Twitter said in a securities filing on Monday that a board committee formed this spring recommended that the current management structure remain in place. The announcement gives Mr. Dorsey a reprieve after his leadership of the company drew scrutiny earlier this year from Elliott Management Corp., which is known as one of Wall Street’s toughest activist investors.
The filing said the committee is also suggesting changes to Twitter’s board structure, which would give investors more say, and that it would continue to evaluate management’s performance.
Twitter and Elliott reached an agreement in March in which the company agreed to appoint two board members and commit to $2 billion in share buybacks. The agreement also included the formation of the new committee to study Twitter’s leadership, which effectively created a probation period for Mr. Dorsey to prove himself to the new investors.
The committee was led by Patrick Pichette, Google’s former chief financial officer who earlier this year was named Twitter’s lead independent director. Jesse Cohn, Elliott’s head of U.S. equity activism, and Egon Durban, co-CEO and managing partner of Silver Lake, also served on the committee.
Silver Lake made a sizable investment in Twitter earlier this year.
Twitter had previously said the new board committee would announce its findings before the end of the year. Representatives for the company and Elliot declined to comment.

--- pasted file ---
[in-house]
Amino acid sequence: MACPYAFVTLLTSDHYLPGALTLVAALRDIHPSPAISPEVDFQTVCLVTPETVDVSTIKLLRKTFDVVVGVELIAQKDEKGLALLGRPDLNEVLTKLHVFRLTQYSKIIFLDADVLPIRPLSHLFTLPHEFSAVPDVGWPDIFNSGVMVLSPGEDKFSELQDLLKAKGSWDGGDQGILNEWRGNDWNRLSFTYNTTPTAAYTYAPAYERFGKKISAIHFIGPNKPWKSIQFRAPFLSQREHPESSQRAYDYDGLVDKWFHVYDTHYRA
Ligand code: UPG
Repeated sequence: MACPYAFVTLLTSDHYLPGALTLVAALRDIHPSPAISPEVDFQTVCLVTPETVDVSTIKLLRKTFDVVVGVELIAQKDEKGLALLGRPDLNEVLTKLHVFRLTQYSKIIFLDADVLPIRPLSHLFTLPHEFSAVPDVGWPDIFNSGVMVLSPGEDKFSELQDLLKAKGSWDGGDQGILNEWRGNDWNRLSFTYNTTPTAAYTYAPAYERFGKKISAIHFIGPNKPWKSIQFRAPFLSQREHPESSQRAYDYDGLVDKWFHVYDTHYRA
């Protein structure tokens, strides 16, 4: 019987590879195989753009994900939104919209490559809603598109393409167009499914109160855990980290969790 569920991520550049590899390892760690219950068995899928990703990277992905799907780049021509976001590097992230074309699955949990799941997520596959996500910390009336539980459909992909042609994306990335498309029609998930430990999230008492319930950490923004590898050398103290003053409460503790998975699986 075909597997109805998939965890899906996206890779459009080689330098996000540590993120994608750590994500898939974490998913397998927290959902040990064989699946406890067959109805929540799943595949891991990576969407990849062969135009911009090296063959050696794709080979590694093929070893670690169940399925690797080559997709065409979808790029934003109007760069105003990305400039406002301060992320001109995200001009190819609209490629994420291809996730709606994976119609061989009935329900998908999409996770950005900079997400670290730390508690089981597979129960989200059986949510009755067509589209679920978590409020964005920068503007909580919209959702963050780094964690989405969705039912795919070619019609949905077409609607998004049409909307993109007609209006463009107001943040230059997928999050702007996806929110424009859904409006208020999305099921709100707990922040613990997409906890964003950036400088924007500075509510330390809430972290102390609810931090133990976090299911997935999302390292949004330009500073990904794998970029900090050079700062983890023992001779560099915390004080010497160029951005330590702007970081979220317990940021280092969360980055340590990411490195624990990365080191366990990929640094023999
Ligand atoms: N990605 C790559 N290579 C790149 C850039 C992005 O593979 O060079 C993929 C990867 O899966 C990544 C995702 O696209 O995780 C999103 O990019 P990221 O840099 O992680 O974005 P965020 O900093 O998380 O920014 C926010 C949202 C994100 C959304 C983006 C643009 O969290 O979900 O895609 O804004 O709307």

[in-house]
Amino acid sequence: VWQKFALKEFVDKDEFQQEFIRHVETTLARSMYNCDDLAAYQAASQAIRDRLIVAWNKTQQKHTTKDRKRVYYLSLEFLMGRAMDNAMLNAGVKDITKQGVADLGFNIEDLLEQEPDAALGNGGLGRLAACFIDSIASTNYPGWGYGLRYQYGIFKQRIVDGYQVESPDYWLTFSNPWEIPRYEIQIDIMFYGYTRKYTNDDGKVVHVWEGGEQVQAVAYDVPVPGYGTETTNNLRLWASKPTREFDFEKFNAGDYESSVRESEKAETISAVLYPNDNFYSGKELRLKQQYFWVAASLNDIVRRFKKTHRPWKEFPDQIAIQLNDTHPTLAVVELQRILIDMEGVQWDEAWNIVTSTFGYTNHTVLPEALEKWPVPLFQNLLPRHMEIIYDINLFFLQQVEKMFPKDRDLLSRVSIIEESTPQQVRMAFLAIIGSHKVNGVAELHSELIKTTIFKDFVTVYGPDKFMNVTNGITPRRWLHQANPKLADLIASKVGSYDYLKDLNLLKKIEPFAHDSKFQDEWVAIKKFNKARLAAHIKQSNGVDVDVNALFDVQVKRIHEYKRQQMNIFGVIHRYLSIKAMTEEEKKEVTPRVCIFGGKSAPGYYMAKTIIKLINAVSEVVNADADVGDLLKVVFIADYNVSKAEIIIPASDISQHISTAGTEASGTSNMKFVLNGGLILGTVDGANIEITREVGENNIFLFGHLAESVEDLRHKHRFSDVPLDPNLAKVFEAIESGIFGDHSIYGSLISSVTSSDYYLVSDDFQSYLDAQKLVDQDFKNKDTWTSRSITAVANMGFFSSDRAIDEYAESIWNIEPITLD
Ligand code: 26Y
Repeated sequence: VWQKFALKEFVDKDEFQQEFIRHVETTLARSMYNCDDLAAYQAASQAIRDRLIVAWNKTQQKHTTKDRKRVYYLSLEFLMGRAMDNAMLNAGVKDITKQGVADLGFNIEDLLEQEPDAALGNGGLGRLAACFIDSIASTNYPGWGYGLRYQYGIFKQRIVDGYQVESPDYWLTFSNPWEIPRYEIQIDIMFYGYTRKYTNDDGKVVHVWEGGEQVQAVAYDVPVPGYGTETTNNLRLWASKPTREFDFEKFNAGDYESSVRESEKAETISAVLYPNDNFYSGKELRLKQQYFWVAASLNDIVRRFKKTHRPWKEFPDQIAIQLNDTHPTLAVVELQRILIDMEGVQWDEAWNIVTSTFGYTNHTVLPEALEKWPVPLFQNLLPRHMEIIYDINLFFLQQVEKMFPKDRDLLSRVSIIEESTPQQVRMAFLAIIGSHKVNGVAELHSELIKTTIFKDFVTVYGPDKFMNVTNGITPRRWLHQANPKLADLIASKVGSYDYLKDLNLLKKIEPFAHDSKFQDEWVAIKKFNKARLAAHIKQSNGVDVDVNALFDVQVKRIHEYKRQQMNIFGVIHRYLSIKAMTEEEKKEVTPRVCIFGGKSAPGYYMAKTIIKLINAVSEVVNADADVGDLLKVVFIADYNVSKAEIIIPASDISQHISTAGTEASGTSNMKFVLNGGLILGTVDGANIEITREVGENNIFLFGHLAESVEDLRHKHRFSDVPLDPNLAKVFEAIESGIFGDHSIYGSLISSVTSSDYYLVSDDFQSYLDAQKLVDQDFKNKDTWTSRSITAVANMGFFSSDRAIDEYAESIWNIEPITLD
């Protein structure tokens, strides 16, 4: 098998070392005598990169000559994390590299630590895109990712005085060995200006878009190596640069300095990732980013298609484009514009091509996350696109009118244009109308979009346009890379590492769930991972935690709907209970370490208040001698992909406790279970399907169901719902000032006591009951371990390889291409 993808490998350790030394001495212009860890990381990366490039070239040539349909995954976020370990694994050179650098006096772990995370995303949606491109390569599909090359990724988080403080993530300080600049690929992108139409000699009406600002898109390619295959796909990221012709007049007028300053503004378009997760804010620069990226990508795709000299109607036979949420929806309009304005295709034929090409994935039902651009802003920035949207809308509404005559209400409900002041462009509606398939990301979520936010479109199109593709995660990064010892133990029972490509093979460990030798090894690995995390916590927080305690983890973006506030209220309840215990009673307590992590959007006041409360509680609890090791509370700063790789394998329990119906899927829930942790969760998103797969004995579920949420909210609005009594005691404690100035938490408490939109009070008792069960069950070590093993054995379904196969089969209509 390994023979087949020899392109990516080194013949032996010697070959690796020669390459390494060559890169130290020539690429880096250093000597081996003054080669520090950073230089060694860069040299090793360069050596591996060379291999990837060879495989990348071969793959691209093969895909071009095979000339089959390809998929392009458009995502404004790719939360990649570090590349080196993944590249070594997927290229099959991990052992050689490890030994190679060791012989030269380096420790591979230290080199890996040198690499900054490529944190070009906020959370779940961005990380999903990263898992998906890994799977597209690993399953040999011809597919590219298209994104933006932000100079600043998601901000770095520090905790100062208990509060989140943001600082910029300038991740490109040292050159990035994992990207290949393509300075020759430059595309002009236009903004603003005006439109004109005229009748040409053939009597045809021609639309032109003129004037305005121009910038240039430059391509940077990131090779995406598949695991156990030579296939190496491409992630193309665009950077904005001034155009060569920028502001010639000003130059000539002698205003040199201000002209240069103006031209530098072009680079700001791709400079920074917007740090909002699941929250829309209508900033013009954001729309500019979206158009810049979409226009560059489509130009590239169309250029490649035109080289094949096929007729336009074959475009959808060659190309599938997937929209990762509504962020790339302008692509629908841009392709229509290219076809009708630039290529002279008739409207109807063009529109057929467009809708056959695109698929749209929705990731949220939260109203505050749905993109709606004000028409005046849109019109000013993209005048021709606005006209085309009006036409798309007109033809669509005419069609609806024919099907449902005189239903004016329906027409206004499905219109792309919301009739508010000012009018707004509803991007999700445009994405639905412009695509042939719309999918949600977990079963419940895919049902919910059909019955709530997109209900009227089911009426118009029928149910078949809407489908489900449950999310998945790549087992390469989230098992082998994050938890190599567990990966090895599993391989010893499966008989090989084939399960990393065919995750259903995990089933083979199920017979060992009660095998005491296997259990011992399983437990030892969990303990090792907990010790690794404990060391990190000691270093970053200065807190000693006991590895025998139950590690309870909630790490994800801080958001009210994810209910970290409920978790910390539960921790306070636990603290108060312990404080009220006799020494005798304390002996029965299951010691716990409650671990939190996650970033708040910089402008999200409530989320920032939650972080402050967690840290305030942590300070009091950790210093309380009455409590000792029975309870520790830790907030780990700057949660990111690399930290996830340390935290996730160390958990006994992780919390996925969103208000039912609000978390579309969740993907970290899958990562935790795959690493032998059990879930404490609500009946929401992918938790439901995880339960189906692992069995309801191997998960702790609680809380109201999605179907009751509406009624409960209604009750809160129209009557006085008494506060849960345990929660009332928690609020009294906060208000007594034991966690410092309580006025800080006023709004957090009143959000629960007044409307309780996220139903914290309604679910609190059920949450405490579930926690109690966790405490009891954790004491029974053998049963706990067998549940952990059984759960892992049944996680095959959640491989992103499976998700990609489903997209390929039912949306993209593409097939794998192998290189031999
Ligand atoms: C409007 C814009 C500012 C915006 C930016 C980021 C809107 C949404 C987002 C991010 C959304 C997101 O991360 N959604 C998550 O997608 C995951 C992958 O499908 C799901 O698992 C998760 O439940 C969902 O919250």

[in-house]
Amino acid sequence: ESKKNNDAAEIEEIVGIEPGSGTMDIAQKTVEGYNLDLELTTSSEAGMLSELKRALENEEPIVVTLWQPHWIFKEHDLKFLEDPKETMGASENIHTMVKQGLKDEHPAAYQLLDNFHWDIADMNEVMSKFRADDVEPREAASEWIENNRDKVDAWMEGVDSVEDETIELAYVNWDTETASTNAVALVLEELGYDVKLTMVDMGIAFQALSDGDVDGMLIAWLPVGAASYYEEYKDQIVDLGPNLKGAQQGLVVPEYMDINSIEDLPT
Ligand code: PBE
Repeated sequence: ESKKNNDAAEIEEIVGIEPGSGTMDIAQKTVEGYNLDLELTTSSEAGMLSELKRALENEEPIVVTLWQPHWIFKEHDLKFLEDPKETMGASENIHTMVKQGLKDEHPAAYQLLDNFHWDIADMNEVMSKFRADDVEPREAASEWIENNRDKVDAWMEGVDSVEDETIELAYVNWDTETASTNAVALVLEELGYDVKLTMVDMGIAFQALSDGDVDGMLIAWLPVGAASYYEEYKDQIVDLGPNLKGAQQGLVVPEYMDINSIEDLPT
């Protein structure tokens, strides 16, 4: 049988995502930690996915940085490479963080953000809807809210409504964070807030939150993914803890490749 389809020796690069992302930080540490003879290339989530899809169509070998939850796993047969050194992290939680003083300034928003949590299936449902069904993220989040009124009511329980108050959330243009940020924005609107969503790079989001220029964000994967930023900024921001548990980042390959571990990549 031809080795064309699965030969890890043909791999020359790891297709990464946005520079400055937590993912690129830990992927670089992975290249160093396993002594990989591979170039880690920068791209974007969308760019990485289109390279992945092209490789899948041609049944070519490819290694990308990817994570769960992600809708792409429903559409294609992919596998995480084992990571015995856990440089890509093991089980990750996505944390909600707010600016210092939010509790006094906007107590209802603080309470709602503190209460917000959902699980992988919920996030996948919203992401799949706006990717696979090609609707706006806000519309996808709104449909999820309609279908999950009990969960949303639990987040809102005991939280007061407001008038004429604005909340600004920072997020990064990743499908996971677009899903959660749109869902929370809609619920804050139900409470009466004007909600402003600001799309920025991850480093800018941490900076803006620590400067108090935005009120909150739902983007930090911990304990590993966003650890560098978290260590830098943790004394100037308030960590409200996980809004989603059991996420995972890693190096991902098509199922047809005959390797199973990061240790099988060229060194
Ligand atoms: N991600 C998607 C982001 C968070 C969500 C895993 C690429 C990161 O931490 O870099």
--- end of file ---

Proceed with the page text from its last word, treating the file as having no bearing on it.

Mr. Dorsey splits his time between Twitter and Square Inc., a financial technology company he also co-founded and that he also serves as CEO. His split duties have raised questions about his ability to suitably focus on the issues facing Twitter, where he’s often been a more hands-off leader than some of his peers around Silicon Valley.
Since Elliott began scrutinizing Twitter in late February, the company’s stock has risen about 20%. Twitter has grown its userbase about 23% since the fourth quarter of 2019, outstripping its pledge earlier this year to increase the user base more than 20% this year and beyond.
Both of those figures were trending higher before last week, when Twitter posted its slowest user growth in years. Twitter shares dropped 21% the day after it reported earnings.
Mr. Dorsey’s next major test is Twitter’s handling of the election.
In late October, Twitter faced scrutiny from lawmakers for the company’s decision to block users from sharing links to a pair of New York Post stories about Joe Biden’s son, Hunter Biden. Mr. Dorsey’s arm’s-length leadership meant he wasn’t involved in the initial discussions about that move, The Wall Street Journal previously reported.
Mr. Dorsey’s oversight of Twitter has drawn criticism from lawmakers. In a hearing about content moderation in late October, Sen. Ted Cruz (R., Texas) asked Mr. Dorsey: “Who the hell elected you and put you in charge of what the media are allowed to report?”
Twitter has said it prepared extensively for the coming election and Monday announced updated policies that the company said would facilitate debate while protecting the integrity of the vote. Those updates include plans to label any post by a candidate that makes preliminary claims about election results. The policy will also apply to U.S.-based accounts with more than 100,000 followers and tweets that get significant re-engagement on the platform.
Write to Georgia Wells at Georgia.Wells@wsj.com